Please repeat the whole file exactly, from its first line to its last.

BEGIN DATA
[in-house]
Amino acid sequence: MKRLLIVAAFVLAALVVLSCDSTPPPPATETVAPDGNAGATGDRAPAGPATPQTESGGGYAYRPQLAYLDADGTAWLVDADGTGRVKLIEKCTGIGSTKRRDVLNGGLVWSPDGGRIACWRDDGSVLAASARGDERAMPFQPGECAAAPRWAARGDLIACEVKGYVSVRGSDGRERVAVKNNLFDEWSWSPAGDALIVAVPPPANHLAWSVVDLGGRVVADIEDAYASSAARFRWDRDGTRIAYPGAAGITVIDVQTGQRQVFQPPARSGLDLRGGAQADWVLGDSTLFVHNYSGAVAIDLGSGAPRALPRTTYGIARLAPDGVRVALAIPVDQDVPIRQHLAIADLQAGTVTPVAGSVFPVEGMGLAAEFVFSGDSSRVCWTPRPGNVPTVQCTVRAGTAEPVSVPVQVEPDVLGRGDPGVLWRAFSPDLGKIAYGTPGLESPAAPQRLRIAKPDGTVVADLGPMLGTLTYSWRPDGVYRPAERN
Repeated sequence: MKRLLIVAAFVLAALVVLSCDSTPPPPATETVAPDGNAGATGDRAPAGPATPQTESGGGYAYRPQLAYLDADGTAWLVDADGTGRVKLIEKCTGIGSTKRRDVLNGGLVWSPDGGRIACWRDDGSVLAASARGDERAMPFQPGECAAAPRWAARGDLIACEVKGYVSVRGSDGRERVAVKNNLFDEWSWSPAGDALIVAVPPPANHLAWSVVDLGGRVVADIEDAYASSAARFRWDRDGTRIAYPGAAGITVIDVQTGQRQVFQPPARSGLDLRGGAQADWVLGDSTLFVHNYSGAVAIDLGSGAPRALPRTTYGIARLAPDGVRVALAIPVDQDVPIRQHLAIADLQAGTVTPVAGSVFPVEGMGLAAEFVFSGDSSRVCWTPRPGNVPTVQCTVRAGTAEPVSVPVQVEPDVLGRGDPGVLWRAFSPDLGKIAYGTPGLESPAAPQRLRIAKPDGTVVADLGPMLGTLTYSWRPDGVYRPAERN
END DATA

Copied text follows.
[in-house]
Amino acid sequence: MKRLLIVAAFVLAALVVLSCDSTPPPPATETVAPDGNAGATGDRAPAGPATPQTESGGGYAYRPQLAYLDADGTAWLVDADGTGRVKLIEKCTGIGSTKRRDVLNGGLVWSPDGGRIACWRDDGSVLAASARGDERAMPFQPGECAAAPRWAARGDLIACEVKGYVSVRGSDGRERVAVKNNLFDEWSWSPAGDALIVAVPPPANHLAWSVVDLGGRVVADIEDAYASSAARFRWDRDGTRIAYPGAAGITVIDVQTGQRQVFQPPARSGLDLRGGAQADWVLGDSTLFVHNYSGAVAIDLGSGAPRALPRTTYGIARLAPDGVRVALAIPVDQDVPIRQHLAIADLQAGTVTPVAGSVFPVEGMGLAAEFVFSGDSSRVCWTPRPGNVPTVQCTVRAGTAEPVSVPVQVEPDVLGRGDPGVLWRAFSPDLGKIAYGTPGLESPAAPQRLRIAKPDGTVVADLGPMLGTLTYSWRPDGVYRPAERN
Repeated sequence: MKRLLIVAAFVLAALVVLSCDSTPPPPATETVAPDGNAGATGDRAPAGPATPQTESGGGYAYRPQLAYLDADGTAWLVDADGTGRVKLIEKCTGIGSTKRRDVLNGGLVWSPDGGRIACWRDDGSVLAASARGDERAMPFQPGECAAAPRWAARGDLIACEVKGYVSVRGSDGRERVAVKNNLFDEWSWSPAGDALIVAVPPPANHLAWSVVDLGGRVVADIEDAYASSAARFRWDRDGTRIAYPGAAGITVIDVQTGQRQVFQPPARSGLDLRGGAQADWVLGDSTLFVHNYSGAVAIDLGSGAPRALPRTTYGIARLAPDGVRVALAIPVDQDVPIRQHLAIADLQAGTVTPVAGSVFPVEGMGLAAEFVFSGDSSRVCWTPRPGNVPTVQCTVRAGTAEPVSVPVQVEPDVLGRGDPGVLWRAFSPDLGKIAYGTPGLESPAAPQRLRIAKPDGTVVADLGPMLGTLTYSWRPDGVYRPAERN